Covid-19: Summer Time Blues

A week ago, Friday, my husband Sean and adult son, Chris took our travel trailer to New Hampshire Motor Speedway. They were psyched for another weekend of NASCAR races and people watching. 

My guys caught some of the NASCAR race action before they had to come home early. For the record, I’m not blaming NASCAR.

I was thrilled to stay at home, soak in the hot tub, and catch up on reading. 

All was well until Saturday at 6 p.m. 

 “I have Covid,” Chris said over the phone. 

“Cut it out,” I said. He often jokes.

“We just took tests,” Chris said. “I tested positive.”

“Seriously?”

“I’m totally serious, mom.”

Panic punched through my short-lived calm. 

I didn’t see this coming. When Sean called earlier, he chuckled that Chris was a little sluggish that morning. One-too-many beers from the night before?

Sean was on the phone now.

“Chris had a headache this afternoon, so he went in for a nap. When he came out, he told me he had the chills. I felt his forehead and said let’s go get a test. He’s positive. I’m negative.”

I went into worried-mama-overdrive.

“Maybe he should go to a clinic? Call the doctor, the on-call? Send the new Covid medicine to a nearby CVS? Is there Tylenol in the first aid kit?” 

Sean sighed. 

“The nearest pharmacy is closed now. Maybe we should just pack up and come home?” 

They decided they would keep to themselves and make the three and half hour drive in the morning.

I hung up and began to pace. We’d come so far avoiding this awful virus that had killed my mother-in-law in December of 2020.  Sandy came down with Covid even though her small, boutique-like convalescent home had taken steps to protect residents with porch visits, masks, and plastic wall dividers. She ended up in the ICU on a ventilator for 19 days over Christmas. Her fragile health made it impossible for her to rally. Poor Sean had the unthinkable task of removing her from the vent. In just two short weeks after her death, residents at her convalescent home received their first Covid vaccines.

As soon as we could, our family got shots and boosters. Both my husband and son work in public schools and despite spikes and new variances, none of us had gotten sick.  Like most people, we relaxed wearing masks unless we had a medical appointment. In the back of my mind, I knew we could still get Covid-19, less severe with advances in science. I realize that there are more people in the country now who have had it than those who haven’t. Still, I had lulled myself into a false sense of security that we would never get it. Why would we be exempt? It’s always lurking. I guess you just never know who has it. Or, if someone has it but is symptomless. Or, if they do have it and freakin’ know, but aren’t responsible enough to stay away!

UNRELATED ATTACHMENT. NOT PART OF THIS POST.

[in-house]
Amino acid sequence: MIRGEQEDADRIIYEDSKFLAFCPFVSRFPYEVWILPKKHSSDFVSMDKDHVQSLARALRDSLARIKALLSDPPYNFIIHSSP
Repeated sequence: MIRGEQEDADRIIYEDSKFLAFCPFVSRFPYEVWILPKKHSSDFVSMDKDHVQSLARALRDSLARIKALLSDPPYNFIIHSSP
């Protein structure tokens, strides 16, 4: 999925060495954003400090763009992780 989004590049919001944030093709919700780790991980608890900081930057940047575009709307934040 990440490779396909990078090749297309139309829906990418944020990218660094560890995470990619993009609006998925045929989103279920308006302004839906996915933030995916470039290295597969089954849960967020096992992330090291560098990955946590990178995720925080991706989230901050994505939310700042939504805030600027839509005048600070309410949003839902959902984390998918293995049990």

I tossed and turned in my bed that night.

I hate f-in Covid! Hate how the pandemic took my mother-in-law. Hate how it has changed the world as we know it. Will Chris have long-term effects from the virus? Will Sean get sick? What about me? Will I get it, too? 

After Sean pulled into our yard with the Winnebago, I waved to my son as he backed out of our driveway. Sean, still testing negative, decided to sleep in our camper instead of the guestroom. He was nervous about me getting sick, especially since I deal with asthma. 

Sean took another rapid antigen home test on Monday morning. Still negative. Maybe he wouldn’t come down with it? Later that afternoon, sitting in the yard, he developed a headache and scratchy throat. 

“Probably just stress,” he said. He rolled the newfangled thermometer across his forehead revealing a slight fever.

Sean went back in the camper and took another antigen test. Fifteen minutes later, he texted me a photo of the stick. “Positive. This ain’t no at home pregnancy test,” he wrote, trying to keep it light. 

That night, Sean’s temperature went up to almost 102. He popped some Tylenol and dialed the on-call at the doctor’s office. The nurse suggested he make a Zoom appointment for the next day. Sean explained how his mother had died of Covid, and that he was worried about me getting Covid because of the asthma. The nurse assured Sean this strain was much less severe than the original strain from 2020. She advised him to go to the hospital if he had trouble breathing. 

Sean sent a group text to my son, daughter, and son-in-law that he was positive. That meant the guys’ upcoming Baltimore trip to the Yankees vs Oriole’s game was officially off for him. Plans my daughter and I had to go to a spa while the guys were away also got canned. I let our friends know we couldn’t be able to come to their 50th wedding anniversary party. 

Got plans? Covid-19 will wreck them!

Quarantining sucks. All I want to do is sit side-by-side in our loveseat recliners with our bowl of popcorn and watch our murder-mystery programs. I didn’t mind sleeping alone when Sean was away, but I hate the fact that we’ re suddenly just housemates, sleeping apart. We’re relegated to seeing each other on the back deck, sitting more than six feet apart. I slide his paper plate dinner to his end of the table.

A week later…Chris tested negative today! I’m grateful he bounced back fast. It’s been five days since Sean got it. We are thankful that his case has been “mild” with symptoms of a lousy cold. He is feeling better every day, but will keep masked until he tests negative. So far, I am healthy thanks to Sean’s diligence and distancing.

2 thoughts on “Covid-19: Summer Time Blues

  1. Omg Tanja so sorry for your troubles and please accept my condolences for your Mother In Law. Sean must have been devastated. Hopefully Sean will be testing negative soon. I will keep him in my prayers. Think of you often. Stay healthy 😍💜 Ginger

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